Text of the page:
John Petrucci Discusses the Limitless Potential of Progressive Music and Unpacks the Philosophy Behind His Style

John Petrucci
(Image credit: Francesco Prandoni/Getty Images)

Dream Theater had to cancel their 2020 tour due to Covid-19, but rock and metal’s leading progressive guitarist stayed busy, first with a solo album and more recently by rejoining his Liquid Tension Experiment bandmates Jordan Rudess, Tony Levin, and Mike Portnoy for Liquid Tension Experiment 3, their first studio release since 1999. 

What might a listener get from Liquid Tension Experiment that is different from Dream Theater? 

They’re both a collective experience musically, but in Dream Theater, you know... there’s vocals. [laughs] But because of that, it’s also a different sort of sonic aesthetic. Since there’s no singing, each instrument is taking turns acting as the main voice. Plus, what we do in Liquid Tension Experiment is very, very improv-based. So it has its own identity.  

Does that identity change what you might do guitar-wise? 

I’m not sure that it changes too much. If anything, it’s in the writing, because we’re not necessarily thinking in terms of verses and choruses. The instrumental part of it just kind of keeps moving along, and there’s this baton that gets traded back and forth to keep the music propelling forward.  

Mike Portnoy played drums on your 2020 solo record, Terminal Velocity, but this is the first time you’ve worked together in a writing capacity since he exited Dream Theater under less-than-amicable circumstances a decade ago. How was it getting back together as creative partners? 

First of all, it was so cool to have him play on my solo album. He did an awesome job and it was a great experience. But then to reconnect creatively and compositionally for Liquid Tension Experiment was a lot of fun, too. And he’d say the same thing – it’s like we didn’t miss a beat. It was the same magical chemistry.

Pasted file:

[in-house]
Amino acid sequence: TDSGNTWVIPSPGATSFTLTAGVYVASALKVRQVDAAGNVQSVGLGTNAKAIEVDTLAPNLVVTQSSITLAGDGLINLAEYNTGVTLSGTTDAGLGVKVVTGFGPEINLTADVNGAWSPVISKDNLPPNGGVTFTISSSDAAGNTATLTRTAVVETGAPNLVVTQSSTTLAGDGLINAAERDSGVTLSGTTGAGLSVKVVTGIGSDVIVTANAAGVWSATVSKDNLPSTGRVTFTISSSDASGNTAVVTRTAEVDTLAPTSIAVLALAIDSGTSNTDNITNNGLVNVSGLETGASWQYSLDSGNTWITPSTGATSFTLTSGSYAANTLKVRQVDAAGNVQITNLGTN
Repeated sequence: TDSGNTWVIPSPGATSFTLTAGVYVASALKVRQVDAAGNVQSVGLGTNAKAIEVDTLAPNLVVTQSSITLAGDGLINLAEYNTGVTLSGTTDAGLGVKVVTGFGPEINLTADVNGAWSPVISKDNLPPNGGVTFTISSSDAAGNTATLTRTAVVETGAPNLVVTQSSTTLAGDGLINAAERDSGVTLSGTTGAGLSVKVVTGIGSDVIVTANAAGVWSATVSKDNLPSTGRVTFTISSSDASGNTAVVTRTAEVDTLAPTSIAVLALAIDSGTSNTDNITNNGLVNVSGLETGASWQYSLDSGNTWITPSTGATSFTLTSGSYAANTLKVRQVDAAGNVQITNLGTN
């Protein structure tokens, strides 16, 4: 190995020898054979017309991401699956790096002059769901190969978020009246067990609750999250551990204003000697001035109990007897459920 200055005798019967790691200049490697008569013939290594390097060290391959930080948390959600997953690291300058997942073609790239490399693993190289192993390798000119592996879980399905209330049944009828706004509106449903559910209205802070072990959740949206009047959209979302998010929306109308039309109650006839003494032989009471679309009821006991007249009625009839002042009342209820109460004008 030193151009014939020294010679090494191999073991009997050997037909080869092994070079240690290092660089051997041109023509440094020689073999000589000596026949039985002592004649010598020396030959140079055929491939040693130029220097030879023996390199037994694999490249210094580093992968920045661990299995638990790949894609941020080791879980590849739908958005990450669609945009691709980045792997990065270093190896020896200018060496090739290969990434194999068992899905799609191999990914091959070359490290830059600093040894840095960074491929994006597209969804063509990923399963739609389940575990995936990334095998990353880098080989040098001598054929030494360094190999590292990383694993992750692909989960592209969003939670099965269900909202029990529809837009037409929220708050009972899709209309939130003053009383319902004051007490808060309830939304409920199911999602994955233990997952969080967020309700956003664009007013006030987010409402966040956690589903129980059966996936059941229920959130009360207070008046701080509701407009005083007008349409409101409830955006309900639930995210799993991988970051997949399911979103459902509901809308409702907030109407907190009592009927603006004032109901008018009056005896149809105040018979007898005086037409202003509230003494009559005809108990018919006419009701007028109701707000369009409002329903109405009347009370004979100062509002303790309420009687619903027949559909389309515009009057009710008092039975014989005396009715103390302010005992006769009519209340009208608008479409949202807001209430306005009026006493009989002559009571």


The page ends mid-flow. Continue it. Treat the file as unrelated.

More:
What does the term progressive music mean to you? 

I’ve always said the same thing: It’s where there are no boundaries. You can stylistically do whatever your creativity can bring to the table. And that can be on so many levels – song length, lyrical content, tone, sounds, concepts. There aren’t the normal confines in terms of thinking that a song has to be this or that. 

What do you focus on to make your style and sound so unique?

An important aspect for me is making sure the guitar tone is spot-on. The other thing is the expressive side of it. There are so many guitar players of varying ages that can play incredibly proficiently. So that’s not a thing anymore – where you’re identified just because you can do something fast or technical. 

The bar has been raised too high. So for me, the real identity comes from how you express the melodic side and the phrasing side. What separates guitar players are the smaller details – your vibrato, your bending technique, how you slide in or out of a note, your pick attack, your dynamics. That’s your thumbprint, you know? 

To one of your points, there are so many talented progressive guitarists today. But I would argue that you might be the most recognizable arbiter of this style, and that you have been for decades. Is there pressure in holding that position? 

Well, the biggest sensation I get from a statement like that is a humbling feeling. Knowing that there are so many brilliant, ridiculously talented guitar players out there, I think that to receive any sort of recognition is overwhelming. And I think you could actually turn the word pressure into inspiration. 

It’s a positive pressure, where you want to make sure you’re always on your game. It drives you not in a competitive way but in a way where you feel like it’s important to maintain at the highest level that you can, and not be complacent or lazy. So it’s inspiring. It keeps me wanting to be better. 

  • Liquid Tension Experiment 3 is out now (opens in new tab) via Inside Out.

Rich is the co-author of the best-selling Nöthin' But a Good Time: The Uncensored History of the '80s Hard Rock Explosion. He is also a recording and performing musician, and a former editor of Guitar World magazine and executive editor of Guitar Aficionado magazine. He has authored several additional books, among them Kurt Cobain: Montage of Heck, the companion to the documentary of the same name.